An illustration of a robot typing on a keyboard to represent chatbots

Evolution of Chatbots

The evolution of chatbots began in 1950, when Alan Turing, an English computer scientist, published “Computer Machinery and Intelligence.” In the paper, he asked, “I propose to consider [a] question, can machines think?” He also introduced the Turing test, which is still used today as a test of an intelligent program’s ability to mask itself as human.

In the following decade, a collection of ambitious scientists followed Turing’s lead. Joseph Weizenbaum created ELIZA, one of the first chatbots in 1966. While ELIZA failed the Turing test, it did break new ground with innovations like keywords and programmed responses.

Around six years later, Kenneth Colby created the chatbot PARRY in 1972. He tested the chatbot against psychiatrists, and only 48% could tell the difference between a human and PARRY. Using a system of “emotional responses” triggered by varying weights assigned to verbal inputs, PARRY simulated a paranoid human.

Colby was also the first psychiatrist to conceptualize chatbots assisting in the research and understanding of mental illness. His mission lasted until his passing in 2001.

In the late ’80s, specifically 1988, Rollo Carpenter created the Jabberwacky chatbot. The purpose was to have fun with human interaction and conversation. It used the AI technique known as contextual pattern matching and has led to further use for academic research.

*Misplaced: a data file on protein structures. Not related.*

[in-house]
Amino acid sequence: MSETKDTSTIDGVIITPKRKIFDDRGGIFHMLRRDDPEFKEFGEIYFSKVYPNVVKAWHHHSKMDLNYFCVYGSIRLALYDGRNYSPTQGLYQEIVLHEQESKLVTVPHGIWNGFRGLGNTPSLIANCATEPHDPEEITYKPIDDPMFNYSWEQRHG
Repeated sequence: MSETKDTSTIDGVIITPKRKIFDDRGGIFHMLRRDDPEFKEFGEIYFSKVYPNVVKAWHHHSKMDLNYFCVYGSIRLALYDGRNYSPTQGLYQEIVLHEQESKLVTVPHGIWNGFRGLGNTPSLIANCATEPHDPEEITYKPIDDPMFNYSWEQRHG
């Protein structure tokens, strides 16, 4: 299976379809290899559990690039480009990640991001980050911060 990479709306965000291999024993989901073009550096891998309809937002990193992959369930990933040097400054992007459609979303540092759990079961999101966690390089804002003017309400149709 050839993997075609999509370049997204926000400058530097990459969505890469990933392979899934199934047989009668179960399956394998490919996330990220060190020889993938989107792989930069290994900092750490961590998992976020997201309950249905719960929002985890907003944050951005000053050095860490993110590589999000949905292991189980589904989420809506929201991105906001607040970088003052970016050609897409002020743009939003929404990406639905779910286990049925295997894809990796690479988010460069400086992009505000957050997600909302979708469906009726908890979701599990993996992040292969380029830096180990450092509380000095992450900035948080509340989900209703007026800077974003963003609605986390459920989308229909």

Dr. Sbaitso was a chatbot created for MS-DOS by Creative Labs in 1992. It is one of the first chatbots that included AI, and it had a complete voice-operated chat program. The chatbot was designed to emulate a psychologist with many responses asking, “Why do you feel that way?”

In 1995, Richard Wallace created A.L.I.C.E. (Artificial Linguistic Internet Computer Entity). This universal language chatbot utilized heuristic pattern matching. A.L.I.C.E. simulated the action of chatting with someone online. The chatbot was designed to look like a young woman who could tell you interesting facts about herself, along with her age and hobbies. Plus, A.L.I.C.E. could answer questions. This chatbot used the XML schema artificial markup language (AIML).

It wasn’t until 2001 that we saw the predecessor of Siri and other similar applications with Smarterchild. Between 2010-2015, chatbots began to take over with Siri, Google Assistant, Alexa, and Cortana. These types of chatbots could perform online searches, respond to voice commands, play music, and more.

Conversational AI.

Conversational AI is the use of messaging apps, speech-based assistants, and chatbots to automate communication and create personalized customer experiences at scale. Conversational AI applications enable long-running interactions with customers via text or voice using the most intuitive interface available: natural language.

With conversational AI, conversations can be driven by words to support two-way interactions. Further, conversational AI uses NLP to offer personalized consumer experiences by combining automation and AI to facilitate personalized interactions. With conversational AI, chatbots can now offer improved engagement and more unique interactions.